The Native Plant Study Group is hosting an Edible Native Plant Talk (speakers: Kristen Miskelly & HAT's very own Stewardship Coordinator, Paige Erickson-McGee).
More details to come; check back here or on the Victoria Natural History Society (http://www.vicnhs.bc.ca/?page_id=1518).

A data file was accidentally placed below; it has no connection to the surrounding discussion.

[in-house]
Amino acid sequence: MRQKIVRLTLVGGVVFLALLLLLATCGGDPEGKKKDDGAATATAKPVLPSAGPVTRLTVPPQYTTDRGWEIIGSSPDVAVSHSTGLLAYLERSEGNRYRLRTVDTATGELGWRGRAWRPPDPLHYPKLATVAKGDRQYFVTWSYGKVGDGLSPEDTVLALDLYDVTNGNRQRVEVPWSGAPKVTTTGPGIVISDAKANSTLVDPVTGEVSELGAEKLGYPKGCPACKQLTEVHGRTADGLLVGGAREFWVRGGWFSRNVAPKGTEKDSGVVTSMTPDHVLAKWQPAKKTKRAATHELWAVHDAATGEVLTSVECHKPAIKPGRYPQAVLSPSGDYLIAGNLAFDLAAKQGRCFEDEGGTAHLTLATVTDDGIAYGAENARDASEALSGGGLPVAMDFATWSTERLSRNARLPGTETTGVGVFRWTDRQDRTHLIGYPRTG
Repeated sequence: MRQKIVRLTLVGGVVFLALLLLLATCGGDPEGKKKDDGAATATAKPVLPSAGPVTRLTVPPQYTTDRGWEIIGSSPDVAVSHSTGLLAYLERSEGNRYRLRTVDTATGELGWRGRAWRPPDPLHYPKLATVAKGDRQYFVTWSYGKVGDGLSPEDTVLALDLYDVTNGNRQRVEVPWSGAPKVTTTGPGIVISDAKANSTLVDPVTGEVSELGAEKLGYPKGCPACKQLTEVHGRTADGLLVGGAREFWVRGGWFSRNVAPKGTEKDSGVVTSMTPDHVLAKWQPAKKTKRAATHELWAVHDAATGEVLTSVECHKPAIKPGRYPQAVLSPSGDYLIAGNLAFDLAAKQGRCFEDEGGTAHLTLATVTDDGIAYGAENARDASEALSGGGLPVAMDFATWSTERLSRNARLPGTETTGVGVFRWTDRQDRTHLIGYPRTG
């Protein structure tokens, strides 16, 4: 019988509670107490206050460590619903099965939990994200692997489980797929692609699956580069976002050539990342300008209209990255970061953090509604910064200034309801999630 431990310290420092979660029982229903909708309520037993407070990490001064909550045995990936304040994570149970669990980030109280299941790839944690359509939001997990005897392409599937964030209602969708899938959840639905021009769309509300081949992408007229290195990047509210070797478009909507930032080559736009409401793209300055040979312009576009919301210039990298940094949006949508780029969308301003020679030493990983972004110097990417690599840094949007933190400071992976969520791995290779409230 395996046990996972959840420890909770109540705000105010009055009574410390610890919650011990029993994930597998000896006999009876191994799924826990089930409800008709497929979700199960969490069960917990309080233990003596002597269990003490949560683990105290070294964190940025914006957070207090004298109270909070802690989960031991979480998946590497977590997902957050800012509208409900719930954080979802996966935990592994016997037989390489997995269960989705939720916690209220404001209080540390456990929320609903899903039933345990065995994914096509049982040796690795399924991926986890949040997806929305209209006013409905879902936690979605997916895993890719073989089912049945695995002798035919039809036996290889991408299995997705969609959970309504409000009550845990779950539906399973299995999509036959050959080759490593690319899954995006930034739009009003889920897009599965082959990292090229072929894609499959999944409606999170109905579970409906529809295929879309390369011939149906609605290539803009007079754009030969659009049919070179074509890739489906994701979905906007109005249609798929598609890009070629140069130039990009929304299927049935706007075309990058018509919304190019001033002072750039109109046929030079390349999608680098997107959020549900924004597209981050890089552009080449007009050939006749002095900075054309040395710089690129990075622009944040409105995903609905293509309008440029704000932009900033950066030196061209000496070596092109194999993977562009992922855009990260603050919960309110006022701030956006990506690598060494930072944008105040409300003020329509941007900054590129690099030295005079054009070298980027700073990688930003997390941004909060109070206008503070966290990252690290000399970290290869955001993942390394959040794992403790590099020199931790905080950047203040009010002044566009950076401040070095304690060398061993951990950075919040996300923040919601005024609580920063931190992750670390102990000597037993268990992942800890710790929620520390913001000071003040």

In the meantime, did you know that the common cattail, Typha latifolia has many edibe components?! Here is the shortlist: 1) the tender white inner parts of the plant shoot both above and blow ground is edible raw, or can be baked, boiled or dried and ground into flour; 2) you can use the pollen as flour, for instance to make pancakes; 3) the freen flower spikes are edible once cooked; and, 4) the seeds are also edible and can be obtained by burning the fluff from the brown-cylinder tops. Make sure to harvest from more mature plants to avoid confusing young plants with plants from the iris family, which are not edible. You can find cattail along lakes and ponds, or flooded areas including ditches.